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Theobald Boehm

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Theobald Böhm, photograph by Franz Hanfstaengl, ca. 1852.

Theobald Böhm (or Boehm) (9 April 1794 – 25 November 1881) was a German inventor and musician, who greatly improved the modern Western concert flute and its fingering system (now known as the "Boehm system"). He was a Bavarian court musician, a virtuoso flautist and a renowned composer.[1]

The fingering system he devised has also been adapted to other instruments, such as the oboe and the clarinet.[2]

Life and works[edit]

Theobald Böhm portrayed by Michael Brandmüller.

Born in Munich in the Electorate of Bavaria in the family of goldsmith Carl Friedrich Böhm and Anna Franziska, née Sulzbacher, daughter of a court haberdasher. Boehm learned his father's trade of goldsmithing. After making his own flute, he quickly became proficient enough to play in an orchestra at the age of seventeen, and at twenty-one he was first flautist in the Royal Bavarian Orchestra.[2] Meanwhile, he experimented with constructing flutes out of many different materials—tropical hardwoods (usually Grenadilla wood), silver, gold, nickel and copper—and with changing the positions of the flute's tone holes.

After studying acoustics at the University of Munich, he began experimenting on improving the flute in 1832, first patenting his new fingering system in 1847.[2] He published Über den Flötenbau ("On the construction of flutes"), also in 1847.[1] His new flute was first displayed in 1851 at the London Exhibition.[3] In 1871 Boehm published Die Flöte und das Flötenspiel ("The Flute and Flute-Playing"), a treatise on the acoustical, technical and artistic characteristics of the Boehm system flute.[1]

Boehm's experience as a goldsmith was a key factor in his ability to redesign the flute. For example, in The Flute and Flute-Playing he recounts having made a flute with moveable tone holes, in order to determine the proper location of each hole for correct intonation—a remarkable piece of metal-working.

Traditional flutes were limited in size because the player had to be able to reach all the tone holes in the span of two hands. By substituting mechanically covered tone holes, Boehm eliminated this limitation, and was able to make larger, deeper flutes, such as the alto flute. Boehm was very fond of the alto flute, and recounts a time he was playing it when someone mistook it for a french horn.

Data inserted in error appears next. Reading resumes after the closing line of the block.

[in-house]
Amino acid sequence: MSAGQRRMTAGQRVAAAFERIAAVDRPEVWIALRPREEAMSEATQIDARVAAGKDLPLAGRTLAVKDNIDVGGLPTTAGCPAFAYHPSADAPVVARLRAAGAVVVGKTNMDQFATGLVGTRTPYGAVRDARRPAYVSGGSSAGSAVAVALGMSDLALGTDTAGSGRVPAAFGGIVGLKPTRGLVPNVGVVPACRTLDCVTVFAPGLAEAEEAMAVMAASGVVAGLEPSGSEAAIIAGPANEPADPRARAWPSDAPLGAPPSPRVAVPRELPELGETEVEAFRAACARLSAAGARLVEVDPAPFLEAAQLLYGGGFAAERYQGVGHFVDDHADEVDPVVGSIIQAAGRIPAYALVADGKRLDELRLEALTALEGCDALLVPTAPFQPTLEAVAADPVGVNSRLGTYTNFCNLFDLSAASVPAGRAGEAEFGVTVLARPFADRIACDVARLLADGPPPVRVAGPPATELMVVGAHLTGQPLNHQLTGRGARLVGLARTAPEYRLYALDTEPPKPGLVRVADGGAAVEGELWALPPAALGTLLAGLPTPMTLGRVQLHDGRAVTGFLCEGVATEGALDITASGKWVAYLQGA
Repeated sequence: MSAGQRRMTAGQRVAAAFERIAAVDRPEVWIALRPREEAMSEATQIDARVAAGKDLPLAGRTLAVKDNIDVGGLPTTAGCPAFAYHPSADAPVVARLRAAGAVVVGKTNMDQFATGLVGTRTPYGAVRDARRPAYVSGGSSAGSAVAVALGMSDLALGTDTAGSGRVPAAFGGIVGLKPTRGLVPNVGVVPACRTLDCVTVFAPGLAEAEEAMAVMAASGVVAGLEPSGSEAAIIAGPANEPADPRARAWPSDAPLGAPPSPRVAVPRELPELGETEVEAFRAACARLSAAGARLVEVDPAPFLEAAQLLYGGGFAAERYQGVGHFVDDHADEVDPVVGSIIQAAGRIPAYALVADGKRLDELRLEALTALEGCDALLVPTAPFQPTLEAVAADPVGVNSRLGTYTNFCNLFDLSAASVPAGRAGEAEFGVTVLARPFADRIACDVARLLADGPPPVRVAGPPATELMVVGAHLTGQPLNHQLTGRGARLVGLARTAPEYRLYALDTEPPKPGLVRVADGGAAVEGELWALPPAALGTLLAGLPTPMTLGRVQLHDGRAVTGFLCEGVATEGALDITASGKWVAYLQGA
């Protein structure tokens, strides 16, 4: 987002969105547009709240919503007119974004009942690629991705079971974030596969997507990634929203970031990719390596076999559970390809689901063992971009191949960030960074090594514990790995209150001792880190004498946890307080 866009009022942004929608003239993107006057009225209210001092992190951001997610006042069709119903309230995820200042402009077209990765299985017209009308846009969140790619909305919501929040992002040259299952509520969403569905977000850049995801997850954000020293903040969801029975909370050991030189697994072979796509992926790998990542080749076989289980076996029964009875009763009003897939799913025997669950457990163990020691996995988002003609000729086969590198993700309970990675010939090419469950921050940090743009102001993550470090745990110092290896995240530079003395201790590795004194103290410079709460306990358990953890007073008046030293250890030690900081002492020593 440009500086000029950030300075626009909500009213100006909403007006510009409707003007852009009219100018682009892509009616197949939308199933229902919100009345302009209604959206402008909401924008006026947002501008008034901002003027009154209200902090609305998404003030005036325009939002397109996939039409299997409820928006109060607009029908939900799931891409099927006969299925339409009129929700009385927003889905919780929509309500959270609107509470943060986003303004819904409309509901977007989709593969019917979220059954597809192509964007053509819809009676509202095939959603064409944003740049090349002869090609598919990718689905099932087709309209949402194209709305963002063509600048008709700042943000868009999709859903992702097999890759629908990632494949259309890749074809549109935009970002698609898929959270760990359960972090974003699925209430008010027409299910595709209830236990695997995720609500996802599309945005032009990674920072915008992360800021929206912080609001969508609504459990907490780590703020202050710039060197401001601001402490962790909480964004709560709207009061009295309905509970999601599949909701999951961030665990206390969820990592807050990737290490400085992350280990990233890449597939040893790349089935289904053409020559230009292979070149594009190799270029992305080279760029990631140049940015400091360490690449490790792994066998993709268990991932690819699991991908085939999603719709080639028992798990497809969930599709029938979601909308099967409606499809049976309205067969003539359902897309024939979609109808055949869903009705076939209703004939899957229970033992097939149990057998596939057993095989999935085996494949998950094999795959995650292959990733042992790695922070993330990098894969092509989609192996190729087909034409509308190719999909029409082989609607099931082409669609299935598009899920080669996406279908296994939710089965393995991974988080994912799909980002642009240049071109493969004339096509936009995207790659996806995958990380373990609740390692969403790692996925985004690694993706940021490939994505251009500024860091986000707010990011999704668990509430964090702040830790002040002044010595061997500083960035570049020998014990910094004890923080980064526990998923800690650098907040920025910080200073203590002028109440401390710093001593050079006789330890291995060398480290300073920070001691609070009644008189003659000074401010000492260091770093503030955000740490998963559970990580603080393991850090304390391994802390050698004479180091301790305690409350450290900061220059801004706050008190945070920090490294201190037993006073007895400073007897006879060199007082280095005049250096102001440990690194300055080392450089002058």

Some of the flutes he made are still being played. The fingering system he devised has also been adapted to other instruments, such as the oboe and the clarinet.[2]

He inspired Hyacinthe Klosé, the inventor of the modern clarinet fingering system. Klosé invented a system for the clarinet that today is the standard nearly worldwide (except Austria, Germany and others). Boehm was his inspiration, and so Klosé named the new system the Boehm system just like the modern western flute. The Boehm system clarinet and flute are not exactly the same. If one plays the clarinet with the register key on, the fingerings are the same as the flute when the flute is in the lower and middle register. The main differences between the fingering systems of Boehm system clarinets and flutes are overblowing and key. The clarinet's second register is a twelfth above its lowest register, unlike the flute's which is an octave higher. The B clarinet is a transposing instrument, so a C on a clarinet is played as a B on the flute.

Selected works[edit]

  • Grand Polonaise in D Major, Op. 16
  • Variations sur un air tyrolien, Op.20
  • Fantasie sur un air de F. Schubert, Op.21
  • Variations sur un Air Allemand, Op.22
  • 24 Caprices-etudes, Op.26
  • Souvenir des Alpes, Opp.27–32
  • Andante for Flute and Piano, Op.33
  • 24 Etudes, Op.37
  • Elégie, Op.47

See also[edit]


  1. ^ a b c Böhm, Theobald; Dayton Clarence Miller (1964). The flute and flute-playing in acoustical, technical, and artistic aspects. Dover Publications.
  2. ^ a b c d Philip Bate/Ludwig Böhm, Boehm, Theobald in The New Grove Dictionary of Music and Musicians edited by Stanley Sadie, volume 3, pages 777-778
  3. ^ Welch, Christopher (1883). History of the Boehm flute. London: Rudall, Carte & Co.

External links[edit]